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Wellness: Building a Meaningful and Effective Program : Plastic and Reconstructive Surgery


Wellness. A word at the forefront of so many efforts and one that quickly loses meaning without concrete goals and tangible outcomes. James Baldwin wrote, “Not everything that is faced can be changed, but nothing can be changed until it is faced.” This quote motivated us to face the changes needed to demonstrate our commitment to resident wellbeing.

Our wellness leader is a patient-facing social worker who was previously involved in resident wellness efforts within another department. Of critical importance is that she is in no way an evaluator of our residents. The confidentiality and objectivity afforded in wellness interactions lead to trust and honest communication, and having a resource familiar with the institution of residency significantly reduces barriers to participation. By virtue of her profession, our facilitator is familiar with resources for psychosocial support and is able to facilitate referrals, meeting our goals for continuity and follow-through.

To make this program a reality, we needed buy-in on multiple levels, from division support for funding to program director and faculty willingness to participate in change efforts. Most importantly, the residents themselves need to believe that wellness efforts are more than a gesture and to partner in its success.

We set core goals, a primary one of which is to offer wellness intervention during protected time. We elected to include this program in our weekly teaching sessions to ensure resident availability and transparency regarding required participation and, most importantly, to avoid creating another demand on resident time. Including wellness in the core curriculum also contributes to normalization and an overall cultural shift toward prioritizing this component of the residency experience.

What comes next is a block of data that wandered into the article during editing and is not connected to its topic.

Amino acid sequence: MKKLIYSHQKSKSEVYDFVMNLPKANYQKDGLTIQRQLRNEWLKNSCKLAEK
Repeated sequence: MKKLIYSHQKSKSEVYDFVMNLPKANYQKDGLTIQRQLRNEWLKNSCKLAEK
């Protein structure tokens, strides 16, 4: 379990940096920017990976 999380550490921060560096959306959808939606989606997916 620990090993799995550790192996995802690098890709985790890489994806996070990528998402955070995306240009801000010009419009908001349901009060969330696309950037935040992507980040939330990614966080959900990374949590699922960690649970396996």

We knew that no one intervention would resonate with each individual resident and were prepared for variability in engagement, and even the occasional eye roll, as we began a wider discussion and trialed various approaches. The program is designed to include small group sessions, whole-residency meetings, and 1:1 intervention. No faculty, including our program director, are present for sessions, unless they are invited. Confidentiality, and its limits, are reviewed each time. Our facilitator works toward a dynamic and adaptable agenda to meet expressed needs in real-time with an eye toward solution-focused action items and a plan for follow-up after every encounter.

How will we know this is “working”? Without turning our residents into a study and to mitigate survey fatigue, we plan to evaluate our program with existing metrics, including the Accreditation Council for Graduate Medical Education Wellness Survey, utilization of 1:1 hours, and completion of resident-motivated projects. The last of these has been an evolving product of various sessions in which residents and the facilitator have formulated proposals and seen them through to implementation.

Plastic surgery residents are amazing. Over a period of several years, they go from running a simple subcuticular to reconstructing patients from head to toe. During their training, residents also experience the many highs and lows of life outside of the hospital walls. A wellness program is just one step toward supporting the whole resident, to improve the culture of medicine and the wellbeing of those who practice it.

DISCLOSURE

The authors have no financial interest to disclose in relation to the content of this article.

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